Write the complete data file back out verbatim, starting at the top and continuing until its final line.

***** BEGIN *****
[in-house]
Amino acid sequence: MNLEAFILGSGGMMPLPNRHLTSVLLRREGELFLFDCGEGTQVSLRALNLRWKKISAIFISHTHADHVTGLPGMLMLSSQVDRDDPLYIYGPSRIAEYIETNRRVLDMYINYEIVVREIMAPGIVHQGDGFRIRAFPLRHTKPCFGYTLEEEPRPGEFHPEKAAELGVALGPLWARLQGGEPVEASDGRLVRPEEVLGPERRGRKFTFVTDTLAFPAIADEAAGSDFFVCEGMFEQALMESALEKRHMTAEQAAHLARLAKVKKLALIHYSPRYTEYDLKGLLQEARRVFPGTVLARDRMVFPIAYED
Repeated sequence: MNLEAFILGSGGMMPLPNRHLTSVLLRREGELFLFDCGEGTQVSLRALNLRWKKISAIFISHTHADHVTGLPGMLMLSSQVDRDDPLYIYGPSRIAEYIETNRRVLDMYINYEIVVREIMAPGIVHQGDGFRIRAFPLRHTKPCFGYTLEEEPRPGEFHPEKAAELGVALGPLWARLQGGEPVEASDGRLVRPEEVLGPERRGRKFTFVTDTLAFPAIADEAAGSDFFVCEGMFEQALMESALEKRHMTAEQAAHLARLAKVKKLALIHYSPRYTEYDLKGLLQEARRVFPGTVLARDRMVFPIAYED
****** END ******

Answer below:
[in-house]
Amino acid sequence: MNLEAFILGSGGMMPLPNRHLTSVLLRREGELFLFDCGEGTQVSLRALNLRWKKISAIFISHTHADHVTGLPGMLMLSSQVDRDDPLYIYGPSRIAEYIETNRRVLDMYINYEIVVREIMAPGIVHQGDGFRIRAFPLRHTKPCFGYTLEEEPRPGEFHPEKAAELGVALGPLWARLQGGEPVEASDGRLVRPEEVLGPERRGRKFTFVTDTLAFPAIADEAAGSDFFVCEGMFEQALMESALEKRHMTAEQAAHLARLAKVKKLALIHYSPRYTEYDLKGLLQEARRVFPGTVLARDRMVFPIAYED
Repeated sequence: MNLEAFILGSGGMMPLPNRHLTSVLLRREGELFLFDCGEGTQVSLRALNLRWKKISAIFISHTHADHVTGLPGMLMLSSQVDRDDPLYIYGPSRIAEYIETNRRVLDMYINYEIVVREIMAPGIVHQGDGFRIRAFPLRHTKPCFGYTLEEEPRPGEFHPEKAAELGVALGPLWARLQGGEPVEASDGRLVRPEEVLGPERRGRKFTFVTDTLAFPAIADEAAGSDFFVCEGMFEQALMESALEKRHMTAEQAAHLARLAKVKKLALIHYSPRYTEYDLKGLLQEARRVFPGTVLARDRMVFPIAYED